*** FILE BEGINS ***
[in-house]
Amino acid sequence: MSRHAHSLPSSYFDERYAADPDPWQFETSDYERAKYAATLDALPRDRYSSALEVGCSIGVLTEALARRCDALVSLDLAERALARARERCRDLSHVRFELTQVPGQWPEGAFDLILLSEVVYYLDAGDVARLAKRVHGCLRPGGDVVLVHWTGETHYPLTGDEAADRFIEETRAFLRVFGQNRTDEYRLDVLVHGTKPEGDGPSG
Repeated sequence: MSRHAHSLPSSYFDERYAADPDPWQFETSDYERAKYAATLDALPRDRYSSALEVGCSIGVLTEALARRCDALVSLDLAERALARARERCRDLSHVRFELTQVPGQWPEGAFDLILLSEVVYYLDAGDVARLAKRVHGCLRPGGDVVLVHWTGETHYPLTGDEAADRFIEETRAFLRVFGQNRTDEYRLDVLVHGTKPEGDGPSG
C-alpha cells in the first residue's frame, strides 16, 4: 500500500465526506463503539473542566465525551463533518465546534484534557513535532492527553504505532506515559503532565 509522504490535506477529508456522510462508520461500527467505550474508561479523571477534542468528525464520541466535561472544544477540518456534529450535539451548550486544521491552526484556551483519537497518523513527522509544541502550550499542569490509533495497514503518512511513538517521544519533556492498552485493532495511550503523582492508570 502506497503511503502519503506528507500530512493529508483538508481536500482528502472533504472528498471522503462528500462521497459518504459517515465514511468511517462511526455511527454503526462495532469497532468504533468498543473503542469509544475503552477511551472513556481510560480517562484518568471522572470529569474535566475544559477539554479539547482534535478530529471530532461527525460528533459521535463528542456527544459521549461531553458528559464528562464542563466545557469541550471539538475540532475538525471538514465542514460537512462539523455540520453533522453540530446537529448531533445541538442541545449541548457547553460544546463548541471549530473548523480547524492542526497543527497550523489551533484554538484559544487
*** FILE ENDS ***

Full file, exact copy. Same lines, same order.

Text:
[in-house]
Amino acid sequence: MSRHAHSLPSSYFDERYAADPDPWQFETSDYERAKYAATLDALPRDRYSSALEVGCSIGVLTEALARRCDALVSLDLAERALARARERCRDLSHVRFELTQVPGQWPEGAFDLILLSEVVYYLDAGDVARLAKRVHGCLRPGGDVVLVHWTGETHYPLTGDEAADRFIEETRAFLRVFGQNRTDEYRLDVLVHGTKPEGDGPSG
Repeated sequence: MSRHAHSLPSSYFDERYAADPDPWQFETSDYERAKYAATLDALPRDRYSSALEVGCSIGVLTEALARRCDALVSLDLAERALARARERCRDLSHVRFELTQVPGQWPEGAFDLILLSEVVYYLDAGDVARLAKRVHGCLRPGGDVVLVHWTGETHYPLTGDEAADRFIEETRAFLRVFGQNRTDEYRLDVLVHGTKPEGDGPSG
C-alpha cells in the first residue's frame, strides 16, 4: 500500500465526506463503539473542566465525551463533518465546534484534557513535532492527553504505532506515559503532565 509522504490535506477529508456522510462508520461500527467505550474508561479523571477534542468528525464520541466535561472544544477540518456534529450535539451548550486544521491552526484556551483519537497518523513527522509544541502550550499542569490509533495497514503518512511513538517521544519533556492498552485493532495511550503523582492508570 502506497503511503502519503506528507500530512493529508483538508481536500482528502472533504472528498471522503462528500462521497459518504459517515465514511468511517462511526455511527454503526462495532469497532468504533468498543473503542469509544475503552477511551472513556481510560480517562484518568471522572470529569474535566475544559477539554479539547482534535478530529471530532461527525460528533459521535463528542456527544459521549461531553458528559464528562464542563466545557469541550471539538475540532475538525471538514465542514460537512462539523455540520453533522453540530446537529448531533445541538442541545449541548457547553460544546463548541471549530473548523480547524492542526497543527497550523489551533484554538484559544487